Do you approve the appointment of Prof. G. Paul Neitzel (ME) to fill the unexpired term (now to 8/2011) of John Dorsey (ECE) on the Faculty Status and Grievance Committee? 

Answer: __________________________ (yes or no)

Please get me your answer on this by the end of the day, Thursday Dec. 18, 2008.  This will expedite the FSGC having a full complement for an early January meeting.”

A quorum of members participated and all answered the question in the affirmative.


Addendum #2

The Secretary sent an electronic ballot to the Executive Board on March 9, 2009 as follows:

“Our nominations committee has finished their work of preparing the attached ballot for faculty elections this year.  This election will be held from March 25 through April 8, 2009 inclusive.

I need you to answer the following question by the end of the day the Friday, March 13: 

Do you approve the attached ballot for the 2009 Faculty Elections?

__ Yes                  __ No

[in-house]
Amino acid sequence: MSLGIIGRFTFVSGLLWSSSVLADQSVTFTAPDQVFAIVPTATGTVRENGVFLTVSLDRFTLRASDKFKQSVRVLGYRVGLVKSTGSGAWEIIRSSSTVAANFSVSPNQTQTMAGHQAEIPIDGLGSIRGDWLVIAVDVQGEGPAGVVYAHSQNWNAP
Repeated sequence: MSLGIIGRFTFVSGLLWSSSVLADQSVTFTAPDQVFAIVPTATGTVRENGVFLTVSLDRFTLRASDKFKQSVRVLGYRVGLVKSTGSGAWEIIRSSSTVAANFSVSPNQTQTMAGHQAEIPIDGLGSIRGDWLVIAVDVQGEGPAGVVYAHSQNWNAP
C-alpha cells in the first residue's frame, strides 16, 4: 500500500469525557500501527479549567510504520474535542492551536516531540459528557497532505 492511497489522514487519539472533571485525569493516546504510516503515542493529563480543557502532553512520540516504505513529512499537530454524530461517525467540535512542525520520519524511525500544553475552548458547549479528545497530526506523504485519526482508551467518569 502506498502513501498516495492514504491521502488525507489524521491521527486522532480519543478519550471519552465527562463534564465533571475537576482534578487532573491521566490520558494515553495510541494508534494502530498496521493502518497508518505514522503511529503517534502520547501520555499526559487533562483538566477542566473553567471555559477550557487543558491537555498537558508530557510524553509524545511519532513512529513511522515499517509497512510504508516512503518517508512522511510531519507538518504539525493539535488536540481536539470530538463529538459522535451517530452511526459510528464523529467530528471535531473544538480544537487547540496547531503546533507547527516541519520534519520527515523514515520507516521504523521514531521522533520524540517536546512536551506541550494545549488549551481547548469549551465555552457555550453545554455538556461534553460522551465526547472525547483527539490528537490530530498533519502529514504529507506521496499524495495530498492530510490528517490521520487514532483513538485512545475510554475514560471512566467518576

Here are a few more details and explanations:

·         Four people are running unopposed because additional candidates could not be found.  In the case where this is an Executive Board race only one of the few eligible candidates was willing to stand for election.  In the others, the committee was diligent in seeking additional nominees and worked with the schools needing representation, but no further candidates could be identified.  I will alert you if this changes at the last minute, but this small handful of such cases is consistent with experiences in the past few years.

·         You will notice some cases where there are more than two names listed and an instruction to vote for more than one.  In these cases there is more than one slot on that committee or body needed and as far as possible, we try to have at least 50% more candidates than positions open.  We all have to pay attention to directions for how many to vote for in each case.  Statistics from last year suggested that people understood what was expected.

Huge thanks to the Nominations Committee:

·         From the Executive Board:

o   Doug Williams (chair)

o   Barbara Henry (co-chair)

·         Student representative:

o   Aaron Fowler

·         Two academic faculty members

o   Bob Kirkman (Public Policy)

o   Chuck Parsons (Management)

·         Two non-academic faculty members

o   Ed Price (Interactive Multimedia Technology Center)

o   Lisa Sills (GTRI)

Questions or comments are welcome.”

A quorum of members participated and all answered the question in the affirmative.